"It may be that this particular drug isn’t the ultimate answer but at least it can certainly improve vitiligo in some patient groups," he told ITV News.
Dr Shergill pointed out that JAK-inhibitors "don’t have the side effects of steroids but in some cases they can be almost as effective, which is something to celebrate.”
Will it be approved in the UK?
Regulatory body, NICE, is reviewing ruxolitinib as a treatment for non-segmental vitiligo (the most common type where symptoms appear on both sides of the body as symmetrical patches) in people aged 12 and over. The review is to begin in mid-April 2023.
If NICE approves the use of ruxolitinib on the NHS - a process which can take months - it will also need to be approved by the drug regulator, the Medicines and Healthcare products Regulatory Agency (MHRA), to be sold or prescribed in the UK.
NICE does not cover Scotland, as the devolved nation has its own regulatory body.
This means that, should Opzelura be approved, it will still be several months before it will be available for prescription or sale.
'A little boy jumped back when he touched my skin and called it contagious'
For Natalie Ambersley, 40, she has "never known life without vitiligo". And although she now celebrates and is "grateful" for it, she described her younger years growing up with the condition as "awful".
"I’m mixed race, so it’s very visible on my skin. By the time I was five years old, I was probably about 75% white. The first thing my parents wanted to do was explore treatment," she explained, pointing out that there was less understanding around the condition at the time.
She used topical steroid creams for years, before trying a holistic approach by changing her diet, and went on to become a “guinea pig” trialling any new drugs in the market. But she thought regular hospital visits were the norm for all kids.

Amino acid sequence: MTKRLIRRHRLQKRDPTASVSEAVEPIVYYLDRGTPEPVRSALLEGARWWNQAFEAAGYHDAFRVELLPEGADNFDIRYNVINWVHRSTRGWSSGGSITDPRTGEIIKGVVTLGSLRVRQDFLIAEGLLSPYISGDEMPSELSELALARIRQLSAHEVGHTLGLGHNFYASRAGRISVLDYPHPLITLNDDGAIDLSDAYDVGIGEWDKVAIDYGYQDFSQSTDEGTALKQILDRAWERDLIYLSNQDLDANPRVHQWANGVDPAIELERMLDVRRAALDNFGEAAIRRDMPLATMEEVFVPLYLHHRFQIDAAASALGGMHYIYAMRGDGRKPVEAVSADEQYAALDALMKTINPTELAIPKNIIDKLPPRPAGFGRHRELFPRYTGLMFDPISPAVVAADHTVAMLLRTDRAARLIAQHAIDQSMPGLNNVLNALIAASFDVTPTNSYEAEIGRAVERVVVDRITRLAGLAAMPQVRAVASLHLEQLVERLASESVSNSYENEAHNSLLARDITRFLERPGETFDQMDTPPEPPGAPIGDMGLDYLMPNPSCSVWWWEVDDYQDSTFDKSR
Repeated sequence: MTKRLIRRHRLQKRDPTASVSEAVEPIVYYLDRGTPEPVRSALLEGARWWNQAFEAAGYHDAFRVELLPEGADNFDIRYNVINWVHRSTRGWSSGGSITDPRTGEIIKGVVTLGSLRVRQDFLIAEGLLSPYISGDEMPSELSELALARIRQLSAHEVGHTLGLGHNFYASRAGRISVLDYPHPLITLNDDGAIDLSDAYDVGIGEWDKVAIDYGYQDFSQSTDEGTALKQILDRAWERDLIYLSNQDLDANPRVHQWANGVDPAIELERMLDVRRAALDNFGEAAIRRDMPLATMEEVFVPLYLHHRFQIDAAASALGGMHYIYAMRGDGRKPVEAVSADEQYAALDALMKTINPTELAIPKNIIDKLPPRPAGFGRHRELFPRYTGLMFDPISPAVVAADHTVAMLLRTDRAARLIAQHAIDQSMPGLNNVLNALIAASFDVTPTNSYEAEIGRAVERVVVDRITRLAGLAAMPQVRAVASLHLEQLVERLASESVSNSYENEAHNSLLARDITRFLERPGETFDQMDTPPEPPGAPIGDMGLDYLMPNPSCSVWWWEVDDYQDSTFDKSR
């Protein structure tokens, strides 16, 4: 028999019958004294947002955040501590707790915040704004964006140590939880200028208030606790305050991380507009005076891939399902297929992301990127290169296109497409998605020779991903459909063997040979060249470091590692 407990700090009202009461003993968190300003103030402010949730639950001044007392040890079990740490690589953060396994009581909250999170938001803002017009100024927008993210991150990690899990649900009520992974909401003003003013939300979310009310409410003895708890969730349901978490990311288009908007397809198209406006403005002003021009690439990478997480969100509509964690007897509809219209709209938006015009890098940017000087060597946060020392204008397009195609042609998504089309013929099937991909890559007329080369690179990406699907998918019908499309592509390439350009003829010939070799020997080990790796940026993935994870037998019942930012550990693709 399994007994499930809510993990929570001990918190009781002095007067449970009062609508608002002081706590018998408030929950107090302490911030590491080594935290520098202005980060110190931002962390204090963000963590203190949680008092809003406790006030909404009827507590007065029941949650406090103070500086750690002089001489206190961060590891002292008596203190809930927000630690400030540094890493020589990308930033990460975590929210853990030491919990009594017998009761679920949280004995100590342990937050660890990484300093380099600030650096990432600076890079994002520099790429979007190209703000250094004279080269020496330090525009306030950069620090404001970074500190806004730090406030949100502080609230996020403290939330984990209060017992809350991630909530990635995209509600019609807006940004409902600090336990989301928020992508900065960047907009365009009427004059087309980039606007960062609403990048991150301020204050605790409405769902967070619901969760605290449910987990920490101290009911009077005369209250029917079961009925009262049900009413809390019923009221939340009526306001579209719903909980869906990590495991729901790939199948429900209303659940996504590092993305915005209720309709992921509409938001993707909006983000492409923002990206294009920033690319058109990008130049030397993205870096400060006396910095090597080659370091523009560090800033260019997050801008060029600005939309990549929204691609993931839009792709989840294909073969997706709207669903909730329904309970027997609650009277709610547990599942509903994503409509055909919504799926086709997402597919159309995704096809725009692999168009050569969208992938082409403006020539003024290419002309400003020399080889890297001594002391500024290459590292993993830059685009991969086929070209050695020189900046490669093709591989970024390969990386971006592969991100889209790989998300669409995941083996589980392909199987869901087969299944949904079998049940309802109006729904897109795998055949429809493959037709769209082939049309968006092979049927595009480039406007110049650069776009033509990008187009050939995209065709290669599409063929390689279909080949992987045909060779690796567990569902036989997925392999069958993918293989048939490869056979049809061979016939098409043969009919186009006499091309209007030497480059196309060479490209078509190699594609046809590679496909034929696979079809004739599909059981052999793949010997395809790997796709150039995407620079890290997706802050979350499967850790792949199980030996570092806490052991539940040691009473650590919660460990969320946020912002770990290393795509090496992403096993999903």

“It wasn’t until I was nine years old when a little boy came up to me in the playground and went to touch my skin and jumped back and said ‘I think your skin is contagious’ that I really started to understand that I was different. That my skin was very different," she recalled.
"I had a sister, she didn’t look like me. That’s when it really started to go downhill.”
Aside from the normal teenage angst, Natalie had this “extra weight to carry” and her self-esteem plummeted. Though she loved sports she couldn't enjoy them because her legs would be on show in her PE skirt. She dreaded summer and would wear thick black tights. She didn’t have boyfriends because she "didn't feel pretty". She forged countless notes from her mum to be excused from swimming class.
“I’d go into the changing rooms and hide, fearful of being by the pool side because all the other kids would look at me," she said. "It was really damaging. It was awful and invaded my thoughts all the time."
In her later teen years, she would apply layer upon layer of fake tan and despite appearing "orange", it allowed her to “blend in”. She went on to try camouflage make-up which she described as “thick and messy” out of a "huge desire to want to fit in with everyone else".
She stopped having treatment when she was 13. It wasn't until the age of 30 that she tried again - this time phototherapy, an invasive treatment that radiates UV light on the body.
"It completely changed who I am today," she said.
Phototherapy is available on the NHS but can be quite painful (Natalie described her skin burning and being red raw at times) and a person can only have it twice in their lifetime.
There’s a 50% chance it will work, but Natalie's patches began to re-pigiment quickly and within months she booked her first holiday.
“I was on the beach in a swimming costume and I felt completely free, liberated and empowered," she recalled. "I still had vitiligo but the fact my patches were reducing and my natural skin colour was returning was a miracle for me.
“But my white patches are now returning, so unfortunately it’s not a guaranteed treatment that will cure vitiligo,” she said, before adding that her confidence is still much higher than it was years ago.